Learn just how easy it is to sew a buttonhole. When it comes to the perfect buttonhole, practice really does make perfect. While most people know how to sew a button, the buttonhole seems to be one of the more scary things a beginner can tackle. I’ve even known experienced sewists who will do anything to not have to sew a buttonhole.
Today I am sewing up a brand new (top secret, for now) pattern for my new sewing pattern company, Sunflower Seams. I’ve teamed up with my sewing bestie, Becca Plymale, and we are launching our pattern company this month! February 26th, to be exact. This pattern, Lily, uses woven fabric and features buttonholes. Something I know so many people seem to be afraid of. I intend to help take away some of that fear and intimidation!
For this tutorial I am using the brand new Faith, Hope, & Love collection from Riley Blake Designs. Faith, Hope, & Love is a gorgeous collection by Sue Daley and features a stunning palette of florals and equally gorgeous coordinates.
I chose to work with the Faith, Hope, & Love Main in Capri print and the Faith, Hope, & Love Geo in Coral.
First things first, grab your sewing machine manual. If you got your machine second hand, you may not have a manual. Try searching on Google for the manual, most brands have their manuals available for PDF download online.
Second, grab yourself some scrap fabric. Ideally, you will want to practice on the same type of fabric that you’re using for the finished garment. This will ensure that whatever settings that you use on the practice run gives you the exact same results on the finished piece.
Third, you will need your seam ripper, a fabric marking pen, and fusible interfacing. My favorite type of interfacing is HeatnBond light or medium weight fusible interfacing.
The very first thing that we recommend when it comes to perfect buttonholes is applying interfacing. You may not need this step if you are using a heavier weight fabric, if you decide not to use it, try it out on your scrap fabric first.
Interfacing acts as a reinforcement under the buttonhole, and even if the tutorial does not state to use it, adding interfacing is a very helpful step to achieving a professional looking buttonhole.
Press the interfacing onto the wrong side of your fabric, right where the buttonholes will be placed.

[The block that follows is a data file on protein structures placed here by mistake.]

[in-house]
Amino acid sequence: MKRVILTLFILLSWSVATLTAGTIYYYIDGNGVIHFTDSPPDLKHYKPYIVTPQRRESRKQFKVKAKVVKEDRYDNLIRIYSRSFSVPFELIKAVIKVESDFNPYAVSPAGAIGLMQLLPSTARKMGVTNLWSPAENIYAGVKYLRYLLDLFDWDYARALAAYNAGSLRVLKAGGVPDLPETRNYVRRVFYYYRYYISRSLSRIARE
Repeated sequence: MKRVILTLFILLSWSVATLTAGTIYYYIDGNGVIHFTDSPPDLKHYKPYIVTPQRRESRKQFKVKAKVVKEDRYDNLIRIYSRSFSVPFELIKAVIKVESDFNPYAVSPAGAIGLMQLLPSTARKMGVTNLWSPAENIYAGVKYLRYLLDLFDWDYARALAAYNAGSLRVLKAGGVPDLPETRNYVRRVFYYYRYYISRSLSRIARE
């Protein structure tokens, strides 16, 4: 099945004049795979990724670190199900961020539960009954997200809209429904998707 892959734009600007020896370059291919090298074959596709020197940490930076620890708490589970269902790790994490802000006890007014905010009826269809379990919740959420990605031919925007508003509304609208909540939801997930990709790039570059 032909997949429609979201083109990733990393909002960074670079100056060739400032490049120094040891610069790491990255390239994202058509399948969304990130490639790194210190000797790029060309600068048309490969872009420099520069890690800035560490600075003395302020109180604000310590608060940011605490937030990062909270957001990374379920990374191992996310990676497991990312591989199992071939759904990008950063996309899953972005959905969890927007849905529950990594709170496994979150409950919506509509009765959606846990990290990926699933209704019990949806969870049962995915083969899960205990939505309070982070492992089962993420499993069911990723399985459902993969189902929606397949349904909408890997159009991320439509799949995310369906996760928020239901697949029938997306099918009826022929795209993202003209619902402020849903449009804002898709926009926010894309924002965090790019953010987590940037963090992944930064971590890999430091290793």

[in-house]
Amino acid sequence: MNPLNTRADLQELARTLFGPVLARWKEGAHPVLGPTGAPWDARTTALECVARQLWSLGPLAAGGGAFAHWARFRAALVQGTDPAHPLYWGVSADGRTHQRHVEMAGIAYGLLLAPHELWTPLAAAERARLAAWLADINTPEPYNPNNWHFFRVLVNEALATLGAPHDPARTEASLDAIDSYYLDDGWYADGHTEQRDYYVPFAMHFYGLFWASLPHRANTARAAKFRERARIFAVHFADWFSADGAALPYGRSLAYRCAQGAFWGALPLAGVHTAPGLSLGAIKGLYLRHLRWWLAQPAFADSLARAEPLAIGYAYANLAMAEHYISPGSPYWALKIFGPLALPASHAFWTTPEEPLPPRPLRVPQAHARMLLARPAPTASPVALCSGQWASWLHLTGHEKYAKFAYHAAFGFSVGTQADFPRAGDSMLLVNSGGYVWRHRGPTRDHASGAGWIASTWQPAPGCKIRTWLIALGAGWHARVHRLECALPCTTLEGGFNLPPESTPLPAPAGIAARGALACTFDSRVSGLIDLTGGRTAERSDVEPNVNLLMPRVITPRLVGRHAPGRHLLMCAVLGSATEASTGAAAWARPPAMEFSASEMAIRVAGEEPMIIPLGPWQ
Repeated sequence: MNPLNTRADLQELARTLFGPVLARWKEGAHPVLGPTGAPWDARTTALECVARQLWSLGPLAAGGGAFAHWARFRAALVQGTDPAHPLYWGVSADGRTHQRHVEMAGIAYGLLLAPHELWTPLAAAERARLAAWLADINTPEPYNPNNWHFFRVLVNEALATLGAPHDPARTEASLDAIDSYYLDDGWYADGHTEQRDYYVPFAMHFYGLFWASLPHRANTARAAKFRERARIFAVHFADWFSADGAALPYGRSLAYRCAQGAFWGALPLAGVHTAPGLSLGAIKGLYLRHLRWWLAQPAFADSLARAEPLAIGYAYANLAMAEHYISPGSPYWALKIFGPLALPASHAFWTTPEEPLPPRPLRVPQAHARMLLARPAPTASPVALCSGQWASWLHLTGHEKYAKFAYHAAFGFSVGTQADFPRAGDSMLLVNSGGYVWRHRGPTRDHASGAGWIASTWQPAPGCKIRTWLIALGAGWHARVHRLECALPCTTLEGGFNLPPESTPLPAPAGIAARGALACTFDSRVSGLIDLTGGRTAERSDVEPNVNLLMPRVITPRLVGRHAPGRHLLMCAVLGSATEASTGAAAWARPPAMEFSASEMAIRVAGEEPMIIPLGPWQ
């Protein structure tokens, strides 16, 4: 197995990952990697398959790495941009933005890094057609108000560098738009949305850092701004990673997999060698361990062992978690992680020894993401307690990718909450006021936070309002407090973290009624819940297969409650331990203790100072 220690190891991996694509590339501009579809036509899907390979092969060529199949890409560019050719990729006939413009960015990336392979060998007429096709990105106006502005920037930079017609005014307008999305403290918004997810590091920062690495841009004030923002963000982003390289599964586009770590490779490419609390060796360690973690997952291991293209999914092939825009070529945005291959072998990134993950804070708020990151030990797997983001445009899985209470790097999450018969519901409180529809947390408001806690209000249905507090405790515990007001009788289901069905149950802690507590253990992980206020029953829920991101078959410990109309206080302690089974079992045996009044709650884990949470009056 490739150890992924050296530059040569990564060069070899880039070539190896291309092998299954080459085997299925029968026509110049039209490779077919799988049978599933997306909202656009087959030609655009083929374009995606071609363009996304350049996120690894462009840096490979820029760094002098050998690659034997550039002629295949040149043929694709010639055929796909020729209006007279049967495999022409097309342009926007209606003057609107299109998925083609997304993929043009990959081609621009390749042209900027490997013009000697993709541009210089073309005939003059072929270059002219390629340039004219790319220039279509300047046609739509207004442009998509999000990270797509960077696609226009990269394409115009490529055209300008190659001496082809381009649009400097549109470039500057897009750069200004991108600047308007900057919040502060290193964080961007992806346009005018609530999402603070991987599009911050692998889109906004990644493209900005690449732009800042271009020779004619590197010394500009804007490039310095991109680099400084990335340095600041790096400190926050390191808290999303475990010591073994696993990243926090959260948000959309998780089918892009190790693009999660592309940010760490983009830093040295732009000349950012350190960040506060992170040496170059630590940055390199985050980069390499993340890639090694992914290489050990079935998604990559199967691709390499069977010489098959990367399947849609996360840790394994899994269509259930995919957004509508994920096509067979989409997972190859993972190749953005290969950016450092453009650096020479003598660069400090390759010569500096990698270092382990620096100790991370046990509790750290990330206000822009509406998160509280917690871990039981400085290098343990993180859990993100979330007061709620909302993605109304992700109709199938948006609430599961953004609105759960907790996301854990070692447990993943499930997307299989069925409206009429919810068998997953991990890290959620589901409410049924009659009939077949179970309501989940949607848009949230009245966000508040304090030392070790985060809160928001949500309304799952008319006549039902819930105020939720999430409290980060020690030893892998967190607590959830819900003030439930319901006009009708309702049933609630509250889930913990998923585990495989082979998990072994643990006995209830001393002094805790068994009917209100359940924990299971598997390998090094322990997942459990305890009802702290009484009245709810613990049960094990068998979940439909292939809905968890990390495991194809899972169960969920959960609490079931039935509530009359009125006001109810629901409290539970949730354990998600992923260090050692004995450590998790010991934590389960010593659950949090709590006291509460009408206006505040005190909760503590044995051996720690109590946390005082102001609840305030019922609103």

For the best results, this step should be done before you even begin sewing your garment. Once your garment is sewn, come back here for the next step.
Buttonhole Size and Placement
Now, we will measure where you will place the buttonholes. How many buttonholes you need will vary depending on the size of the buttons that you use as well as the size of the garment you are sewing. Larger buttons means you will be able to fit less buttons, smaller buttons will result in more buttonholes needed.
An easy way to determine how many buttonholes you need to make is to place the buttons you intend to use evenly along the garment and see what looks best to you.
Horizontal or vertical buttonholes? That is the golden question.
Traditionally, buttonholes on the front of a shirt or dress will be placed vertically, with the exception of the collar. If the last button extends into the collar stand, this button is typically placed horizontally.
Buttonholes placed on the back of a dress or shirt OR on the front of a heavier weight garment (jackets or coats) are typically placed horizontally.
Using a ruler and your fabric pen, draw in lines where your buttonholes will be placed. The size of the buttonhole should equal approximately half of the circumference plus 1/8″ (3mm). Some machines have a foot that will automatically determine the size for you depending on the size of the button you insert into the foot.
Sewing a Buttonhole
Attach the buttonhole foot to your machine (or a zig zag foot if your machine did not come with one).
Because every machine is different, at this point you should check your manual to ensure that you have the settings set up properly on your machine before starting to sew.
There are 4 basic steps that sewing machines follow when sewing a buttonhole: first side, top, second side, and bottom. The order of these steps can vary by machine so it is very important to read your manual to know which order your machine goes in.
Automatic, or one step, buttonholes are created in one step. Your machine will do all of the steps for you. Make sure that you determine whether your machine starts at the top or the bottom of your buttonhole. This is important in knowing which side of the buttonhole marking to start at.
As the machine is doing it’s thing, be sure that you do not pull on your fabric at all or try to force it through. This can cause uneven buttonholes and tension issues.
If your machine pulls the threads through to the back side and secures them for you then you are done! If not, pull your threads to the wrong side of the fabric and tie them in a knot.
Cutting Open the Buttonhole
Place a straight pin at the top of your buttonhole, right below the stitching, and at the bottom of the buttonhole, right above the stitching. Placing the pins here helps ensure that when you are cutting open the buttonhole with your seam ripper that you do not accidentally cut through the other end of the buttonhole stitching.
An optional tip is to use a little bit of Fray Check on your buttonhole before you cut into it. Place a small amount of the Fray Check onto your buttonhole, let it dry, and then cut it open.
Tah dah! You are done! Stand back and admire your beautiful, professional looking, buttonhole.
Faith, Hope & Love
Riley Blake Designs Faith, Hope & Love collection is available now at your favorite local and online fabric shops!
Read my other sewing related posts here.
Until next time,